Mark Schiefelbein / AP
BEIJING – Over the past three years, the United States and the European Union have imposed a series of sanctions on Chinese officials and companies. Now China has created a new legal tool to fight back.
Organizations with one foot in both the United States and China may face a difficult decision down the road: By complying with US sanctions on China, they face the possibility of severe sanctions on China as a penalty for doing so.
Thursday, Beijing approved a powerful new law designed to counter numerous US and EU sanctions on Chinese officials and major Chinese companies. Those involved in the design or implementation of the US and EU sanctions could see themselves or their family members being denied visas to China. Your property in China can be seized and any business transaction they attempt with a Chinese institution can be blocked.
“The law indicates that when you don’t have a position or power to command the people, then your law in the United States will now bring you here in China,” says Wei Jianguo, a former vice minister of commerce. “This law is like the sound of a gong. It is a warning to the United States: they should be concerned. China will not bear this treatment as easily as before.”
It is not yet clear how often China will use its new legislation against foreign sanctions, or to what extent. But that ambiguity has already sent a chill through the business community, which is required to develop China-specific standards and operations separately from its global operations as China creates its own legal landscape.
On the surface, the law simply codifies a series of retaliatory actions that Beijing has already taken in response to Western sanctions. The law also appears to be aimed primarily at foreign politicians who pass sanctions on China in their home countries.
But the Anti-Foreign Sanctions Act is so broadly worded that members of the foreign business community fear being targeted by geopolitics. Under the new law, decisions to sanction entities, such as companies or their employees, are final. There is no possibility of appeal.
“When you mix law with politics, it can become politics,” says James Zimmerman, a partner in the Beijing office of the Perkins Coie law firm.
At a foreign ministry briefing on Friday, spokesman Wang Wenbin defended the new law, arguing that the measure provides greater legal stability. “China always welcomes and supports foreign companies to conduct business and cooperate in China, and protect their rights and interests in accordance with the law,” said Wang. “China’s door to opening will only open against and against “.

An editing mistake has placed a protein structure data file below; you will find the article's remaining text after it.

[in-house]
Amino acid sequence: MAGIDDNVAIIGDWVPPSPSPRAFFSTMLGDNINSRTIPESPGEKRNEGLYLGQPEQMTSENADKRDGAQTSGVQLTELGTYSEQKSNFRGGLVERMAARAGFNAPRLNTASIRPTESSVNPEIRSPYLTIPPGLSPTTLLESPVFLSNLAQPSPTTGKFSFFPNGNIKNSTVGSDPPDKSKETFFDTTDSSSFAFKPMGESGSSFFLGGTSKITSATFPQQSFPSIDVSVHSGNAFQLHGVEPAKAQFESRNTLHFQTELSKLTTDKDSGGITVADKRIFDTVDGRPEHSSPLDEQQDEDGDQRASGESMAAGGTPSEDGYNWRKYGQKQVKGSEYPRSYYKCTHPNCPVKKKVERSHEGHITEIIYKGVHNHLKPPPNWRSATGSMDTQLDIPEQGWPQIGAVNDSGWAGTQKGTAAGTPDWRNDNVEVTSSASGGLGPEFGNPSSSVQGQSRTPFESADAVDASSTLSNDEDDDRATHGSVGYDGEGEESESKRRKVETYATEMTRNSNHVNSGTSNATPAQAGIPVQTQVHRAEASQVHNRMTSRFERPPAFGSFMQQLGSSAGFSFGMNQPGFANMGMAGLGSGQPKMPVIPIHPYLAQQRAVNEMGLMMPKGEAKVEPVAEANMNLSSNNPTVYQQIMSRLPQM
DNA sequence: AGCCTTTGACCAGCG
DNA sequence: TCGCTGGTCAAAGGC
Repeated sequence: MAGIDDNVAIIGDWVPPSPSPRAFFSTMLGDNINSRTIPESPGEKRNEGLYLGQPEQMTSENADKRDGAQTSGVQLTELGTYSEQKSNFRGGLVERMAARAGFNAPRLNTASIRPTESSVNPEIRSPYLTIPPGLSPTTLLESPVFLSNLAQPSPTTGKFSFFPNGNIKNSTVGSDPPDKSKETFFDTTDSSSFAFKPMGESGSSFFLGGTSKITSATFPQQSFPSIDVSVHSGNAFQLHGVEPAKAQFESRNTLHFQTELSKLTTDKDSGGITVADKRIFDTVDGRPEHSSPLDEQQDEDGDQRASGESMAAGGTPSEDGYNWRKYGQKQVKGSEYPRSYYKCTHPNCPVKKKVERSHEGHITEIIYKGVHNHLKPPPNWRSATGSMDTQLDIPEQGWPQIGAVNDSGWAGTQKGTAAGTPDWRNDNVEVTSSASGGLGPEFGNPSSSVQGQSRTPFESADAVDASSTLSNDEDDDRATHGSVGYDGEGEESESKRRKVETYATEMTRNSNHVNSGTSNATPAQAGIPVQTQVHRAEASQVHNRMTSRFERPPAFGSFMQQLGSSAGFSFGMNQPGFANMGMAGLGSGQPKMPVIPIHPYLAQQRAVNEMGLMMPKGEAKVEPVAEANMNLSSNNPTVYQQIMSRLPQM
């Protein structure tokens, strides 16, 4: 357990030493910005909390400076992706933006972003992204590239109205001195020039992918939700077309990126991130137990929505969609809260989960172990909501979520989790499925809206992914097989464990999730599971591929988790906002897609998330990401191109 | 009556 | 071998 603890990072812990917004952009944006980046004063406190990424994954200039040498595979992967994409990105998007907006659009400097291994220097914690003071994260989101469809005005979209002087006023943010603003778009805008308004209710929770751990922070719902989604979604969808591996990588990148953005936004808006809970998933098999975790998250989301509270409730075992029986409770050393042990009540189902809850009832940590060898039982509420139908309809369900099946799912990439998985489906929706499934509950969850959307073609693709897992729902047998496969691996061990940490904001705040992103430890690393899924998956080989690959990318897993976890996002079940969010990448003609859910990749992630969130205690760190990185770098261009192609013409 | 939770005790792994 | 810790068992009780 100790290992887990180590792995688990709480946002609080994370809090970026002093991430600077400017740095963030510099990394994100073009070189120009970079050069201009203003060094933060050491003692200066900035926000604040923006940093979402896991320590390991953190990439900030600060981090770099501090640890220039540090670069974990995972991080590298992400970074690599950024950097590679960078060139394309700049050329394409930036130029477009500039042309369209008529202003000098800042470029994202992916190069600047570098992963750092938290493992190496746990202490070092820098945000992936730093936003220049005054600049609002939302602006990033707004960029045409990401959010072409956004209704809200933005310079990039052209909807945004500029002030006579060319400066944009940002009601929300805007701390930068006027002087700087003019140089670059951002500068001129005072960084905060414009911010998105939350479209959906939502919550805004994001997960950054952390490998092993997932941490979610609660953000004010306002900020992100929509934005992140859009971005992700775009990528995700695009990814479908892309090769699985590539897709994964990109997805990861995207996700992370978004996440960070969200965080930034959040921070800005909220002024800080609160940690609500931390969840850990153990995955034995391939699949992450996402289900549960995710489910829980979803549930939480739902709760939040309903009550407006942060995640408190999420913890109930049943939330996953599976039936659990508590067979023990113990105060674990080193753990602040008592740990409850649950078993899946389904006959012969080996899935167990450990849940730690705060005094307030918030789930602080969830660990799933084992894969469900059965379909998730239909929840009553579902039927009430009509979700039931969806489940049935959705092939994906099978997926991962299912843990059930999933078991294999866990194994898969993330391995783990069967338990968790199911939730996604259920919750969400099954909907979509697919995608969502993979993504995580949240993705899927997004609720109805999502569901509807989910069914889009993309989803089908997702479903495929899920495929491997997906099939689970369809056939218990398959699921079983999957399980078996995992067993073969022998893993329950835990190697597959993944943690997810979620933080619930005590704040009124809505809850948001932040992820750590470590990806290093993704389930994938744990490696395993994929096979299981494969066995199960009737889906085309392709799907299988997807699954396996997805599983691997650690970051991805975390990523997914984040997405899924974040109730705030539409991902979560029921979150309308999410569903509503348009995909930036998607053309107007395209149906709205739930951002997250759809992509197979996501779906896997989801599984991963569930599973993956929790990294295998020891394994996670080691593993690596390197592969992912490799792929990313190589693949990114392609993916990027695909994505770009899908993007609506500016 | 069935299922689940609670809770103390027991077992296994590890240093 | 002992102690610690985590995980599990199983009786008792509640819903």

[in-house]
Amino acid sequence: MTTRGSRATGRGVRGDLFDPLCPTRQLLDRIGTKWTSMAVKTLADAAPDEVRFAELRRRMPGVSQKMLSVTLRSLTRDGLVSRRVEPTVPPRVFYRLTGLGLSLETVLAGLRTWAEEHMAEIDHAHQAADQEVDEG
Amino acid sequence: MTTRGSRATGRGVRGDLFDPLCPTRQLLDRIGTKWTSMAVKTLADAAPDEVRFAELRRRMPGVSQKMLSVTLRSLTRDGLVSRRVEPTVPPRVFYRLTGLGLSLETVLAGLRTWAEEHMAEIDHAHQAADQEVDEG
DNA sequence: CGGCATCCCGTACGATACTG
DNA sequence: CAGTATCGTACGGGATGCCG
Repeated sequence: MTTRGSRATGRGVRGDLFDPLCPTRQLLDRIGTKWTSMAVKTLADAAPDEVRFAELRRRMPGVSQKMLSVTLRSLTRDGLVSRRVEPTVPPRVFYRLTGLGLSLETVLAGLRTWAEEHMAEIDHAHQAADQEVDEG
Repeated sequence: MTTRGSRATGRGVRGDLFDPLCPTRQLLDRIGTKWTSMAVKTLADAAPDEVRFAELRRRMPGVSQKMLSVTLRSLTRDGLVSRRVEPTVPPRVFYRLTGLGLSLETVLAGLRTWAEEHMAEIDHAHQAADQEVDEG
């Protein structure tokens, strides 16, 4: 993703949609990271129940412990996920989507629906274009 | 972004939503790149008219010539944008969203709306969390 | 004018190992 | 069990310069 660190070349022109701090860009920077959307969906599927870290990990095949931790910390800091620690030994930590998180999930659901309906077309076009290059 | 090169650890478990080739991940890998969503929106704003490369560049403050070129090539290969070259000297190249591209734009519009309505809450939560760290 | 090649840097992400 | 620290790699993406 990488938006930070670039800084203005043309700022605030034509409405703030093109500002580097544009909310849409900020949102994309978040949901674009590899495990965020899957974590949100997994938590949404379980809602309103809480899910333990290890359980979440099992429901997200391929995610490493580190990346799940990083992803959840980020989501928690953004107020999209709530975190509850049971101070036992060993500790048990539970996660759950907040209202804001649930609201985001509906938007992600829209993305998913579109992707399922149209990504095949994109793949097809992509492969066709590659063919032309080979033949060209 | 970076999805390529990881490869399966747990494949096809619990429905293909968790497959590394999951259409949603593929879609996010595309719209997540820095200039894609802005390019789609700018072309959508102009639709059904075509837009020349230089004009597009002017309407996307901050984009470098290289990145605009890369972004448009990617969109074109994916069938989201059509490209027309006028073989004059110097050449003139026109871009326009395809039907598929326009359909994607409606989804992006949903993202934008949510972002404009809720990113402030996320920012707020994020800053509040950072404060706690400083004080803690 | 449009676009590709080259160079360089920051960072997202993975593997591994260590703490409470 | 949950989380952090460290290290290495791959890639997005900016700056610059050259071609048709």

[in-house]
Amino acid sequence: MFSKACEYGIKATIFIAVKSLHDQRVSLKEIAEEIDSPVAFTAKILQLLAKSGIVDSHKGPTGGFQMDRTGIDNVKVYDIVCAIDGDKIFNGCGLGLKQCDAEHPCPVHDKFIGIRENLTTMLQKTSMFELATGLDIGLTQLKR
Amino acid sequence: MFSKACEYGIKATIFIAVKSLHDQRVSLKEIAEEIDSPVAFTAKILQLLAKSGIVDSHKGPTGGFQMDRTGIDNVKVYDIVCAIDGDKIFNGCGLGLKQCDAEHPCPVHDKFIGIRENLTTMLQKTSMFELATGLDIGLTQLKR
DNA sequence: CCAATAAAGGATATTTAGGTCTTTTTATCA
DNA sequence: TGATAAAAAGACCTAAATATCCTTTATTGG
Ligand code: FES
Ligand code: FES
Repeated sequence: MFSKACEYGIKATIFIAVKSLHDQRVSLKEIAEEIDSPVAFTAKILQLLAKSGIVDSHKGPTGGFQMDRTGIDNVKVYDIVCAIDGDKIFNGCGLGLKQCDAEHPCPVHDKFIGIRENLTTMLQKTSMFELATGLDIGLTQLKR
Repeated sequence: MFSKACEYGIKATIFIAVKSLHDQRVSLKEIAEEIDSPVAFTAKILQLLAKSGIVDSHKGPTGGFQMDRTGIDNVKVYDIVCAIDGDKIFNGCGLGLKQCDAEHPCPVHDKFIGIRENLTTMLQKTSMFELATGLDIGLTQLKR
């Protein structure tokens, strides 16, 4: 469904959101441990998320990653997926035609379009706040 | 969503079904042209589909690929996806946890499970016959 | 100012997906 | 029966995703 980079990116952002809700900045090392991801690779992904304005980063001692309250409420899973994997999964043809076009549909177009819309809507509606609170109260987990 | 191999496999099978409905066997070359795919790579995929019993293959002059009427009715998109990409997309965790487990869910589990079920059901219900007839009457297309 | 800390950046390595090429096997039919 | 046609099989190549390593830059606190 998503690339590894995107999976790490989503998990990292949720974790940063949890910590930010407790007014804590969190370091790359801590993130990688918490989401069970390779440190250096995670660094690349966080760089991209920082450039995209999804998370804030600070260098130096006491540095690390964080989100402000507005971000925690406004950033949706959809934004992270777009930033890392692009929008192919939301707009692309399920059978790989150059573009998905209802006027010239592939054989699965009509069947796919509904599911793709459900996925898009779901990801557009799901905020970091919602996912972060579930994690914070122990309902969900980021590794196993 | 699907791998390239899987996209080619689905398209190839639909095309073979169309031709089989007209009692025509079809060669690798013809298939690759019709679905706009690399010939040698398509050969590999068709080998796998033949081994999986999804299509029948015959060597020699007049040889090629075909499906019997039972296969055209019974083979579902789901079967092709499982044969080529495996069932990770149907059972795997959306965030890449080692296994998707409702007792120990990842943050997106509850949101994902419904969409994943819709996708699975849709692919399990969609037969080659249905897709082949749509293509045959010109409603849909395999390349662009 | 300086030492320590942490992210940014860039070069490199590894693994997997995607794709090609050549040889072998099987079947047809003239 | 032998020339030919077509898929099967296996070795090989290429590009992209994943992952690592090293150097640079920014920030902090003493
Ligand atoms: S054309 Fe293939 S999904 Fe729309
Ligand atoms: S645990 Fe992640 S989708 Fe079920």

Over the past year, China has already sanctioned more than a dozen European academics and politicians, as well as US officials, including former Secretary of State Mike Pompeo, in retaliation for previous sanctions on their Chinese counterparts. But Beijing has also sanctioned defense companies Raytheon and Lockheed Martin for arms sales to Taiwan.
“Companies, no matter what countries they are from, must comply with the laws of the host country when operating,” said He Weiwen, a former Chinese trade official who is now senior member of the Beijing-based think tank.
This week, China approved a new data security law that sets stricter limits on the data generated within China and how it can be transferred out of the country. Last month, Tesla, criticized for how it stores information taken from cameras and sensors in its electric cars in China, saying would store that data in China, as Apple it already does.
“We don’t want to deal with a lot of uncertainty and we need to operate in an environment that is predictable,” says Zimmerman, referring to his commercial clients in the United States. “But if the legal system is subject to politics, that makes it very, very uncertain.”
Over the past three years, the United States and China have imposed numerous rounds of tariffs on damaging trade. Washington also imposed sanctions on Chinese officials and companies for human rights abuses in the Xinjiang and Hong Kong region.
China has been threatening legal measures to counter these sanctions for years. Some of those threats have yet to materialize. In 2019, China warned that it would create a “list of unreliable entities” to blacklist foreign companies that it claims harm the country’s interests. More than two years later, Beijing has yet to blacklist any company.
But as the United States continues to add new sanctions, China increases the pressure to take more concrete action. Last week, the Biden administration announced that it would extend sanctions to avoid US investment in 59 Chinese companies that allegedly contribute to the Chinese military.
In January, the Chinese Ministry of Commerce issued its first order of the year, effectively a hotline to report sanctions, tariffs or other foreign legislation that prevents a Chinese entity from conducting “normal economic, commercial and related activities.”
The Commerce Ministry could then decide to block the entry into force of the measure, preventing the company from complying with international sanctions, or allow the sanctioned Chinese company or individual to sue a foreign company in a local Chinese court.